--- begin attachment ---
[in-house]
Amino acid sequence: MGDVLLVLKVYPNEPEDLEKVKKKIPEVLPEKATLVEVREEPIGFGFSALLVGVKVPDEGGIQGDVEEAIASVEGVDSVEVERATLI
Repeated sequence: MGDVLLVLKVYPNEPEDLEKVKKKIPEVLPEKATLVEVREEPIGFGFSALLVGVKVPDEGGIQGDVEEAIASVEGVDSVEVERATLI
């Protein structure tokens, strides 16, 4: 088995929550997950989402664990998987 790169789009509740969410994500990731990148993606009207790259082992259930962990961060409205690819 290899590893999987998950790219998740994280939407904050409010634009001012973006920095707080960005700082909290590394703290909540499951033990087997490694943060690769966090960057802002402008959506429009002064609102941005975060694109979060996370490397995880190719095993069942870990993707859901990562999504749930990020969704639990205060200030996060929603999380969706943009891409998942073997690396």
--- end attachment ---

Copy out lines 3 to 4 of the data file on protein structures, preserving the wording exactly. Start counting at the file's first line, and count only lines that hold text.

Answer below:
Repeated sequence: MGDVLLVLKVYPNEPEDLEKVKKKIPEVLPEKATLVEVREEPIGFGFSALLVGVKVPDEGGIQGDVEEAIASVEGVDSVEVERATLI
């Protein structure tokens, strides 16, 4: 088995929550997950989402664990998987 790169789009509740969410994500990731990148993606009207790259082992259930962990961060409205690819 290899590893999987998950790219998740994280939407904050409010634009001012973006920095707080960005700082909290590394703290909540499951033990087997490694943060690769966090960057802002402008959506429009002064609102941005975060694109979060996370490397995880190719095993069942870990993707859901990562999504749930990020969704639990205060200030996060929603999380969706943009891409998942073997690396």